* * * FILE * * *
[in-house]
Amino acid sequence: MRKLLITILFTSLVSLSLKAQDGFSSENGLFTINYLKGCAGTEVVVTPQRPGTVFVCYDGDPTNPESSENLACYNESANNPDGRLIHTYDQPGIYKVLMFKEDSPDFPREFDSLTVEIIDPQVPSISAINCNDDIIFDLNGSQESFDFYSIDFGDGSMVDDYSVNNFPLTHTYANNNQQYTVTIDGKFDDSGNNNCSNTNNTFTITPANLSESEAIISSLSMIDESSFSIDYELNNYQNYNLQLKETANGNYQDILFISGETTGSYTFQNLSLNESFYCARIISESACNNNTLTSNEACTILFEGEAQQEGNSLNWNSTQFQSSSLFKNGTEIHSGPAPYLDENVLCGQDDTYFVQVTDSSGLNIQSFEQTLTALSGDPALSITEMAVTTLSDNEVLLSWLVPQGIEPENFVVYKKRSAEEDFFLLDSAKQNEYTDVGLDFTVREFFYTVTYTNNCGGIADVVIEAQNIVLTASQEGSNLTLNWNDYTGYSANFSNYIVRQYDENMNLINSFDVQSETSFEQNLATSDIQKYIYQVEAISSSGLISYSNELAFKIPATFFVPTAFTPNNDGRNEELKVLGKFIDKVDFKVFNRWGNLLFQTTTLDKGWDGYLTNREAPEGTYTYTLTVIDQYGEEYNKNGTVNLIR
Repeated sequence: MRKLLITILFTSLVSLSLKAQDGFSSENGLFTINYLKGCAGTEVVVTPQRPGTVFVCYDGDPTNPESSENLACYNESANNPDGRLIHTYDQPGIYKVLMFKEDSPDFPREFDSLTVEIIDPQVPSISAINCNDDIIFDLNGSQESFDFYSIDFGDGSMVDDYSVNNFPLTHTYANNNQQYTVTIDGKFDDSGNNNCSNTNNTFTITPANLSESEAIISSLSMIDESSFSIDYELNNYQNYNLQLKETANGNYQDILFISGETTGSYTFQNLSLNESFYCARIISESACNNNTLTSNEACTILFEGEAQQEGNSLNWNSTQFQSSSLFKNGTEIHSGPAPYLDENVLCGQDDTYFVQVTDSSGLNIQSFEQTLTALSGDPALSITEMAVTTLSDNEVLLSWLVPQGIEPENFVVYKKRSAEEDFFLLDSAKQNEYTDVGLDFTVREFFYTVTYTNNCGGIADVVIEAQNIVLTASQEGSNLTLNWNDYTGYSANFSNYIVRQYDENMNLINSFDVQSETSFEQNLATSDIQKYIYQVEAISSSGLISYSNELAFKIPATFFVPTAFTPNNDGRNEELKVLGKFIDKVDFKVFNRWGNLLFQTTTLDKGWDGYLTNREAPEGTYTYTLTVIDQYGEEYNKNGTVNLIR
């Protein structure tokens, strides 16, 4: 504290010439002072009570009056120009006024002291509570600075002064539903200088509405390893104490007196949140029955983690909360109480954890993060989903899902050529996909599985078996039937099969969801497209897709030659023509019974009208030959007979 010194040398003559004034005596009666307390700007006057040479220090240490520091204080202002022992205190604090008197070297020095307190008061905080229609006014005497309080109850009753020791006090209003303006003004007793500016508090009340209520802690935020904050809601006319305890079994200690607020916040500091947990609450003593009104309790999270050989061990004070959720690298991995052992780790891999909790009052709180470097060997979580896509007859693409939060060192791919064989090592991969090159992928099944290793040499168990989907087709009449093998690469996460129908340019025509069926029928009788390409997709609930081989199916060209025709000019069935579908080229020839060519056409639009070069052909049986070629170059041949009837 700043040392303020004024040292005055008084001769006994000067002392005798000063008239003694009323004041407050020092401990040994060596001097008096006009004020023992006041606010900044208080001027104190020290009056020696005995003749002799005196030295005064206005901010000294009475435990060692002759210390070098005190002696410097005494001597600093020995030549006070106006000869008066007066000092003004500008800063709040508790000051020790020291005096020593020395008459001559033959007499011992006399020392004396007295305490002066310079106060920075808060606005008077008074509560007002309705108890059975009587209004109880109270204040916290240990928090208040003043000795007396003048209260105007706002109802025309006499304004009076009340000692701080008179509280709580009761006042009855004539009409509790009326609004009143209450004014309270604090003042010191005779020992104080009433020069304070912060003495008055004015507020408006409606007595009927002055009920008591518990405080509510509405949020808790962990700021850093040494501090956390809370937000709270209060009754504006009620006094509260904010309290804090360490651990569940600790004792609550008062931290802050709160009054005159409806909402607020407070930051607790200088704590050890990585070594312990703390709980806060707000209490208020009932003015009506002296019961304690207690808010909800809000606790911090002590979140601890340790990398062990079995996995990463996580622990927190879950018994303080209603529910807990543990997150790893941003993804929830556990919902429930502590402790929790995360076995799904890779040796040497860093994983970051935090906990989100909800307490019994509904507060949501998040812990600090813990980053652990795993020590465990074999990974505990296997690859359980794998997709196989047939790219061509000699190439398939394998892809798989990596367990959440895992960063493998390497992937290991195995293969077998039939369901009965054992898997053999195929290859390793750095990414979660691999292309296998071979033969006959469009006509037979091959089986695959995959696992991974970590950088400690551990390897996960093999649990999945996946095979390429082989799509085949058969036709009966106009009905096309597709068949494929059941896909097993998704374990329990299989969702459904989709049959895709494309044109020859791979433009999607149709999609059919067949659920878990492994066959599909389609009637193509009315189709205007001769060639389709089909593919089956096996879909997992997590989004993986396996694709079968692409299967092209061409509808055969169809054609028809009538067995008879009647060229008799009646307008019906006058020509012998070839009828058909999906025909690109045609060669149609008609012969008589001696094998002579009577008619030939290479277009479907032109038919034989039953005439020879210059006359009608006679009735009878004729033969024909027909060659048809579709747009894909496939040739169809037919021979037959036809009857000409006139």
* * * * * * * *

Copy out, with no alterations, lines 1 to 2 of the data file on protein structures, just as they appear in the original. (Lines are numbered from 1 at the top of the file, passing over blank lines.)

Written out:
[in-house]
Amino acid sequence: MRKLLITILFTSLVSLSLKAQDGFSSENGLFTINYLKGCAGTEVVVTPQRPGTVFVCYDGDPTNPESSENLACYNESANNPDGRLIHTYDQPGIYKVLMFKEDSPDFPREFDSLTVEIIDPQVPSISAINCNDDIIFDLNGSQESFDFYSIDFGDGSMVDDYSVNNFPLTHTYANNNQQYTVTIDGKFDDSGNNNCSNTNNTFTITPANLSESEAIISSLSMIDESSFSIDYELNNYQNYNLQLKETANGNYQDILFISGETTGSYTFQNLSLNESFYCARIISESACNNNTLTSNEACTILFEGEAQQEGNSLNWNSTQFQSSSLFKNGTEIHSGPAPYLDENVLCGQDDTYFVQVTDSSGLNIQSFEQTLTALSGDPALSITEMAVTTLSDNEVLLSWLVPQGIEPENFVVYKKRSAEEDFFLLDSAKQNEYTDVGLDFTVREFFYTVTYTNNCGGIADVVIEAQNIVLTASQEGSNLTLNWNDYTGYSANFSNYIVRQYDENMNLINSFDVQSETSFEQNLATSDIQKYIYQVEAISSSGLISYSNELAFKIPATFFVPTAFTPNNDGRNEELKVLGKFIDKVDFKVFNRWGNLLFQTTTLDKGWDGYLTNREAPEGTYTYTLTVIDQYGEEYNKNGTVNLIR